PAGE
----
One of the key advantages for Precision Gear Services at this time is that we are a small company that can move fast. But if there were to be any hold ups at customs in the future or extra layers of paperwork to deal with, that would just give our competitors an opportunity to step over the top of us. And we are talking about the big guys in the industry here: they would love to see that happening. It would be perfect for them.
What’s your best-/worst-case scenario?
My gut feeling is that we will get a deal of some sorts because I think even the hard Brexiteers, including the DUP, realise they need to come up with something at this stage.
How do you think the British government has handled the Brexit negotiations?
I would like to make one positive point about the Brexit negotiations and it is this – throughout it all, the business and farming bodies in Northern Ireland have come together and been united in their message to government that we absolutely need a deal. It is not very often we come together as one voice, it is pretty unique because normally we are all looking for different things, but when it comes as Brexit, we are united and I think it is very unhelpful if politicians ignore that. Irish Times 13 Mar
The UK faces having to wait longer and pay more to acquire a coronavirus vaccine because it has left the EU, health experts and international legal experts warn today.
Academics and lawyers, including Mark Flear of Queens University, Belfast. say Boris Johnson’s determination to “go it alone”, free of EU regulation, after Brexit means the UK will probably have to join other non-EU countries in a queue to acquire the vaccine after EU member states have had it, and on less-favourable terms.
The UK will leave the European Medicines Agency (EMA), the body responsible for the scientific evaluation, supervision and safety monitoring of medicines, at the end of the transition period on 30 December. This means it will no longer be part of the EU’s regulatory regime, which allows for “accelerated assessment” of products developed by drugs companies during a pandemic.
The UK has already withdrawn from the EU’s emergency bulk-buying mechanism for vaccines and medicines, under which member states strike collective agreements with pharmaceutical companies, which speeds up their access to the latest products during a crisis. Observer 14 Mar
British travellers will need to have their passports stamped each time they enter the EU after the Brexit transition period expires
British negotiators had requested that UK nationals should be allowed to use “EU citizens” lanes after January 1 next year but were told that was not possible, according to two sources with knowledge of the negotiations.
As a result, UK travellers will need to join the same queue as other non-EU citizens, submitting to a physical passport inspection and receiving a passport stamp.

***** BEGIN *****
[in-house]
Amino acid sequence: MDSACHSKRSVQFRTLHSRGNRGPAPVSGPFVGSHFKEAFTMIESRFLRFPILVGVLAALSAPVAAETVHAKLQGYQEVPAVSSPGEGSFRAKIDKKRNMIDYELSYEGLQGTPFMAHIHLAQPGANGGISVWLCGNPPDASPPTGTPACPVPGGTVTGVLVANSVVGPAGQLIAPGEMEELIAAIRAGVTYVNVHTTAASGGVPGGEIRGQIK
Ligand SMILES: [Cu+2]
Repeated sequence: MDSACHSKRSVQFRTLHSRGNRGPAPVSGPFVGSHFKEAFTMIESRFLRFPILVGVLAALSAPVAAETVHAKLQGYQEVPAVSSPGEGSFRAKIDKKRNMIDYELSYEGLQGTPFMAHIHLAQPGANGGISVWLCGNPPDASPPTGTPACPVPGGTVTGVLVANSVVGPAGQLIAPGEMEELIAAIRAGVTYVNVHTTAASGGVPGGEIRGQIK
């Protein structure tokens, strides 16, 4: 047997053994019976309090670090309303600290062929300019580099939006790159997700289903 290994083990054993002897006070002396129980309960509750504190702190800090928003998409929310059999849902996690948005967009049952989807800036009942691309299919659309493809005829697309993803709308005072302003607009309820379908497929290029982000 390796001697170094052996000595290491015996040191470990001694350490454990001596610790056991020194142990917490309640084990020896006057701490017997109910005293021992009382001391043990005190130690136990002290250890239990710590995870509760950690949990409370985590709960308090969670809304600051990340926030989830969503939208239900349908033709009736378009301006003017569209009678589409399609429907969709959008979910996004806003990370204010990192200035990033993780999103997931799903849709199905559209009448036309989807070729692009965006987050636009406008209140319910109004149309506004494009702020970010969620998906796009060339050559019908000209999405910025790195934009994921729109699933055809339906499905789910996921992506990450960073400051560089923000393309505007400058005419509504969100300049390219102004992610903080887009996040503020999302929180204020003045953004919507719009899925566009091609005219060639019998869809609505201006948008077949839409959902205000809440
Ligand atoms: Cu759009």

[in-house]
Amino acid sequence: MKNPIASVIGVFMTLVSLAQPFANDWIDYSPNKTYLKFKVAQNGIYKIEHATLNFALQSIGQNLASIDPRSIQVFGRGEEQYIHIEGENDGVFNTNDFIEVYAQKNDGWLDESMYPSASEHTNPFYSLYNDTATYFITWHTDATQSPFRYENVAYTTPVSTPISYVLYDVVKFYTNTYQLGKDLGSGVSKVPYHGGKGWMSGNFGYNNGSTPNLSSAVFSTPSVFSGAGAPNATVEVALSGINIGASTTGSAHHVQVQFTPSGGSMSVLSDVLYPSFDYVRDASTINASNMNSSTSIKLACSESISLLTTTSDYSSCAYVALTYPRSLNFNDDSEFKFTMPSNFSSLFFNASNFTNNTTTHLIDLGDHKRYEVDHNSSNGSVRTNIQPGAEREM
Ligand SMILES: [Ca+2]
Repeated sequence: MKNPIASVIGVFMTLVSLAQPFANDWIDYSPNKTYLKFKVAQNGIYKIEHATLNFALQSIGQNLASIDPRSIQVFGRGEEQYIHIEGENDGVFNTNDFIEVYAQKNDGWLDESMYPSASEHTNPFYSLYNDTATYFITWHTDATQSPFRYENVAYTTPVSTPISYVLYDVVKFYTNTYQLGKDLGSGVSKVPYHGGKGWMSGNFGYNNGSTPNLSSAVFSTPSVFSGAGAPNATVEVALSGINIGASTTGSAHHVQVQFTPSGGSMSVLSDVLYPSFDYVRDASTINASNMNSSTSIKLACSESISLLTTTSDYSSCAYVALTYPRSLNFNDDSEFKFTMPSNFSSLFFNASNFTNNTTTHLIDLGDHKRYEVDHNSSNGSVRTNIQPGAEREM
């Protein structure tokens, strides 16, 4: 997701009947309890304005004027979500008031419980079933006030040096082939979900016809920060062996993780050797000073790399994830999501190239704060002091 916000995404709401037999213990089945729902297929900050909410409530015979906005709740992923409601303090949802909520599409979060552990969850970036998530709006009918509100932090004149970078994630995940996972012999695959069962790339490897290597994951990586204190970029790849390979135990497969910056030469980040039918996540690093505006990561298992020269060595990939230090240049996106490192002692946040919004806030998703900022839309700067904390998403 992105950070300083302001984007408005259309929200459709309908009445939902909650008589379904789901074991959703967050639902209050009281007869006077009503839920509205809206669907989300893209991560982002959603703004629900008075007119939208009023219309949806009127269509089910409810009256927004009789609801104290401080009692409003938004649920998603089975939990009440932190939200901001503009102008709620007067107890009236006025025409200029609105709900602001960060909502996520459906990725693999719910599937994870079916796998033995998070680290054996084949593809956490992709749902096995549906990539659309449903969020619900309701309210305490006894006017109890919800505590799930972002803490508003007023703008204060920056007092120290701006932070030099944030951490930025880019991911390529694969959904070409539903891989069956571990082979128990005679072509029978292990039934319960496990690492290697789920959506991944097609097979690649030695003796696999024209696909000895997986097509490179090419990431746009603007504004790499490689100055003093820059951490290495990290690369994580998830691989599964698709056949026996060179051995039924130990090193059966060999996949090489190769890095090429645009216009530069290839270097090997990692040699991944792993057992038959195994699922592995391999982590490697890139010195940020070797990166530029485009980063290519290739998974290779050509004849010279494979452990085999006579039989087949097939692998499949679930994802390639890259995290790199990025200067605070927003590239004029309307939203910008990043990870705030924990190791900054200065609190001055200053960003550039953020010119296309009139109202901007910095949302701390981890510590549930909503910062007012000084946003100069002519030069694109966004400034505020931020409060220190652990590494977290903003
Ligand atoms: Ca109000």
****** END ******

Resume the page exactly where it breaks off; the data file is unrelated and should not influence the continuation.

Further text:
Subject to the outcome of negotiations, longer stays or business travel may require a visa, with the government warning that business travellers should check that their professional qualifications are recognised in different EU countries.
As well as using separate lanes to those used by EU citizens, the advice also warns that travellers may need to show a “return or onward ticket” and demonstrate that they have enough money for their stay in the EU country. The guarantee of free mobile roaming charges will also end. Sunday Telegraph 15 Mar
Danielle Hugman’s one-year-old daughter Willow-Rose is among the first people in the country to receive one. But the 25-year-old from Suffolk can’t remember how she voted in the 2016 referendum and says she has “no idea what Brexit is about”. Daily Mirror 16 Mar
“The government cannot claim that the UK is free of an EU level playing field or that it has control of its laws and borders as long as the Northern Irish Protocol stands” says Ben Habib, a former MEP
Mr Habib is chairman of Brexitwatch, a new body marking the government’s “homework” on its trade talks with the EU.
He says it is “impossible to award the government any marks in fulfilling [its] crucial promises unless and until the Northern Irish Protocol is unilaterally repudiated or cancelled by mutual agreement. The very sovereignty of the UK continues to hang in the balance” he said Daily Telegraph 13 Mar
Gareth Hagan, commercial Director of OCO Global writes: The status of [the UK/RoI] relationship will continue to be tested with the EU UK trade negotiations set to take centre stage later in the year. The new Irish government, regardless of makeup, will at that time need to change its adversarial stance towards the UK within the Brexit process.
With most to gain and most to lose, Ireland must champion an EU-UK trade deal which limits its uncertainties, protects both its and the UK’s economy, and advocates on behalf of its near neighbours. Daily Telegraph 13 Mar